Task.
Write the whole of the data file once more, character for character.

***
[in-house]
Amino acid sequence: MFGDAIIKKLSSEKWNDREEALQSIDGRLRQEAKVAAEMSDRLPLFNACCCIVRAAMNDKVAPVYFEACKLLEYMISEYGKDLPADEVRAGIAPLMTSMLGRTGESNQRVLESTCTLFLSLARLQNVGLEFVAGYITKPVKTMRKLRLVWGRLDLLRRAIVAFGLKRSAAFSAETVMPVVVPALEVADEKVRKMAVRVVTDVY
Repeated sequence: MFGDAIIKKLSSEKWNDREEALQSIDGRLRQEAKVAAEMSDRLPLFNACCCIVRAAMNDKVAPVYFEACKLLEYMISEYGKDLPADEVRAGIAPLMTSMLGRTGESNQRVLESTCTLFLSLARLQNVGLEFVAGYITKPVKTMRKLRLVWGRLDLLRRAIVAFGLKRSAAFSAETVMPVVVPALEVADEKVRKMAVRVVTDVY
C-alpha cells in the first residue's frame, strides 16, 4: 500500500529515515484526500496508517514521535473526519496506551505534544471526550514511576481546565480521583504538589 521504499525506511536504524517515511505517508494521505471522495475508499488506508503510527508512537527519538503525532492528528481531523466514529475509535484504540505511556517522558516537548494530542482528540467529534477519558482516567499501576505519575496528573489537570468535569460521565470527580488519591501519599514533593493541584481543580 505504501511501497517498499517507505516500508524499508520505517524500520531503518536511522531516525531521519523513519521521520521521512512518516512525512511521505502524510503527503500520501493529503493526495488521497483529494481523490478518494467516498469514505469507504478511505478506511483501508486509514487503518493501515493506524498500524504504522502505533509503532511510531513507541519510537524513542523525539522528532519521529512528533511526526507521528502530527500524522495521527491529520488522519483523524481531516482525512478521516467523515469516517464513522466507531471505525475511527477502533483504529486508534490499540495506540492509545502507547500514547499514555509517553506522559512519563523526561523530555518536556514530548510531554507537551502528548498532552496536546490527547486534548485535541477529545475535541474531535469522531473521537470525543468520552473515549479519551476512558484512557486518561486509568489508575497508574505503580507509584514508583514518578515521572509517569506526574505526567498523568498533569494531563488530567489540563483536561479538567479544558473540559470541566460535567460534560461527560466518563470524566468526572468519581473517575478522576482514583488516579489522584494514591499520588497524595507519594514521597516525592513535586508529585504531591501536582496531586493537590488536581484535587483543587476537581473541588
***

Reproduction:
[in-house]
Amino acid sequence: MFGDAIIKKLSSEKWNDREEALQSIDGRLRQEAKVAAEMSDRLPLFNACCCIVRAAMNDKVAPVYFEACKLLEYMISEYGKDLPADEVRAGIAPLMTSMLGRTGESNQRVLESTCTLFLSLARLQNVGLEFVAGYITKPVKTMRKLRLVWGRLDLLRRAIVAFGLKRSAAFSAETVMPVVVPALEVADEKVRKMAVRVVTDVY
Repeated sequence: MFGDAIIKKLSSEKWNDREEALQSIDGRLRQEAKVAAEMSDRLPLFNACCCIVRAAMNDKVAPVYFEACKLLEYMISEYGKDLPADEVRAGIAPLMTSMLGRTGESNQRVLESTCTLFLSLARLQNVGLEFVAGYITKPVKTMRKLRLVWGRLDLLRRAIVAFGLKRSAAFSAETVMPVVVPALEVADEKVRKMAVRVVTDVY
C-alpha cells in the first residue's frame, strides 16, 4: 500500500529515515484526500496508517514521535473526519496506551505534544471526550514511576481546565480521583504538589 521504499525506511536504524517515511505517508494521505471522495475508499488506508503510527508512537527519538503525532492528528481531523466514529475509535484504540505511556517522558516537548494530542482528540467529534477519558482516567499501576505519575496528573489537570468535569460521565470527580488519591501519599514533593493541584481543580 505504501511501497517498499517507505516500508524499508520505517524500520531503518536511522531516525531521519523513519521521520521521512512518516512525512511521505502524510503527503500520501493529503493526495488521497483529494481523490478518494467516498469514505469507504478511505478506511483501508486509514487503518493501515493506524498500524504504522502505533509503532511510531513507541519510537524513542523525539522528532519521529512528533511526526507521528502530527500524522495521527491529520488522519483523524481531516482525512478521516467523515469516517464513522466507531471505525475511527477502533483504529486508534490499540495506540492509545502507547500514547499514555509517553506522559512519563523526561523530555518536556514530548510531554507537551502528548498532552496536546490527547486534548485535541477529545475535541474531535469522531473521537470525543468520552473515549479519551476512558484512557486518561486509568489508575497508574505503580507509584514508583514518578515521572509517569506526574505526567498523568498533569494531563488530567489540563483536561479538567479544558473540559470541566460535567460534560461527560466518563470524566468526572468519581473517575478522576482514583488516579489522584494514591499520588497524595507519594514521597516525592513535586508529585504531591501536582496531586493537590488536581484535587483543587476537581473541588